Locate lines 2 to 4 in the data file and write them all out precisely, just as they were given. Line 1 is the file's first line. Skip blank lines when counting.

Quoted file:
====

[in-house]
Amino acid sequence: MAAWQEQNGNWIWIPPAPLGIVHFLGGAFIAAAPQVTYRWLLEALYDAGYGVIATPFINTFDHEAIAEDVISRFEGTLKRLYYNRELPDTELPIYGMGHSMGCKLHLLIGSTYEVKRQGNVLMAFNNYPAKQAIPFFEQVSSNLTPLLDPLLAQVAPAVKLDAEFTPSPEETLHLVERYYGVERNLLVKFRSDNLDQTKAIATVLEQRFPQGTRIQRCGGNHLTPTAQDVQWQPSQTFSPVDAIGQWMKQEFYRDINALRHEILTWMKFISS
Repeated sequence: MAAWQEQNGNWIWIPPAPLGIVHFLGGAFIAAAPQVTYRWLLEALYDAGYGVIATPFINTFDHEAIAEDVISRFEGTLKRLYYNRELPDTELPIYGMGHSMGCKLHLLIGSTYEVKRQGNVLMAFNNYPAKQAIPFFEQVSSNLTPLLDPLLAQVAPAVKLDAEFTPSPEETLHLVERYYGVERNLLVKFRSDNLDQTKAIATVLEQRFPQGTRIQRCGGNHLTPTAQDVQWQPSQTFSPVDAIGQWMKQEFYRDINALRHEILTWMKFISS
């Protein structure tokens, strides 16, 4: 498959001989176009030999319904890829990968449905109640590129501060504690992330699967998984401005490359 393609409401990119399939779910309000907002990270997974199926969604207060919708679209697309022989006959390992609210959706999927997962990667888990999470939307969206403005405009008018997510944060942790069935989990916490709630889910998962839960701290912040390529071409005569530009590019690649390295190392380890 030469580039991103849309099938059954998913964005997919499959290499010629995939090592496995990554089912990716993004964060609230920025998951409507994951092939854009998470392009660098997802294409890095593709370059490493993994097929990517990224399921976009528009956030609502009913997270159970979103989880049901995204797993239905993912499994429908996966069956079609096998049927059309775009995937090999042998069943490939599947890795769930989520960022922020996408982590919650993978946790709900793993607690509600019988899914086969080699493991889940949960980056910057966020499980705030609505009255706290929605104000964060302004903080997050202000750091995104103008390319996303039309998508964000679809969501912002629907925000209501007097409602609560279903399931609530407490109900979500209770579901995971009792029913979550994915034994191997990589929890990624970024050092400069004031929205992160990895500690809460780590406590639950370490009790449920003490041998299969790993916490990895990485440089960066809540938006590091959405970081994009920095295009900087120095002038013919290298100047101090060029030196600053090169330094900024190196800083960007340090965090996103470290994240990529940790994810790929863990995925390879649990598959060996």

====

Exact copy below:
Amino acid sequence: MAAWQEQNGNWIWIPPAPLGIVHFLGGAFIAAAPQVTYRWLLEALYDAGYGVIATPFINTFDHEAIAEDVISRFEGTLKRLYYNRELPDTELPIYGMGHSMGCKLHLLIGSTYEVKRQGNVLMAFNNYPAKQAIPFFEQVSSNLTPLLDPLLAQVAPAVKLDAEFTPSPEETLHLVERYYGVERNLLVKFRSDNLDQTKAIATVLEQRFPQGTRIQRCGGNHLTPTAQDVQWQPSQTFSPVDAIGQWMKQEFYRDINALRHEILTWMKFISS
Repeated sequence: MAAWQEQNGNWIWIPPAPLGIVHFLGGAFIAAAPQVTYRWLLEALYDAGYGVIATPFINTFDHEAIAEDVISRFEGTLKRLYYNRELPDTELPIYGMGHSMGCKLHLLIGSTYEVKRQGNVLMAFNNYPAKQAIPFFEQVSSNLTPLLDPLLAQVAPAVKLDAEFTPSPEETLHLVERYYGVERNLLVKFRSDNLDQTKAIATVLEQRFPQGTRIQRCGGNHLTPTAQDVQWQPSQTFSPVDAIGQWMKQEFYRDINALRHEILTWMKFISS
């Protein structure tokens, strides 16, 4: 498959001989176009030999319904890829990968449905109640590129501060504690992330699967998984401005490359 393609409401990119399939779910309000907002990270997974199926969604207060919708679209697309022989006959390992609210959706999927997962990667888990999470939307969206403005405009008018997510944060942790069935989990916490709630889910998962839960701290912040390529071409005569530009590019690649390295190392380890 030469580039991103849309099938059954998913964005997919499959290499010629995939090592496995990554089912990716993004964060609230920025998951409507994951092939854009998470392009660098997802294409890095593709370059490493993994097929990517990224399921976009528009956030609502009913997270159970979103989880049901995204797993239905993912499994429908996966069956079609096998049927059309775009995937090999042998069943490939599947890795769930989520960022922020996408982590919650993978946790709900793993607690509600019988899914086969080699493991889940949960980056910057966020499980705030609505009255706290929605104000964060302004903080997050202000750091995104103008390319996303039309998508964000679809969501912002629907925000209501007097409602609560279903399931609530407490109900979500209770579901995971009792029913979550994915034994191997990589929890990624970024050092400069004031929205992160990895500690809460780590406590639950370490009790449920003490041998299969790993916490990895990485440089960066809540938006590091959405970081994009920095295009900087120095002038013919290298100047101090060029030196600053090169330094900024190196800083960007340090965090996103470290994240990529940790994810790929863990995925390879649990598959060996």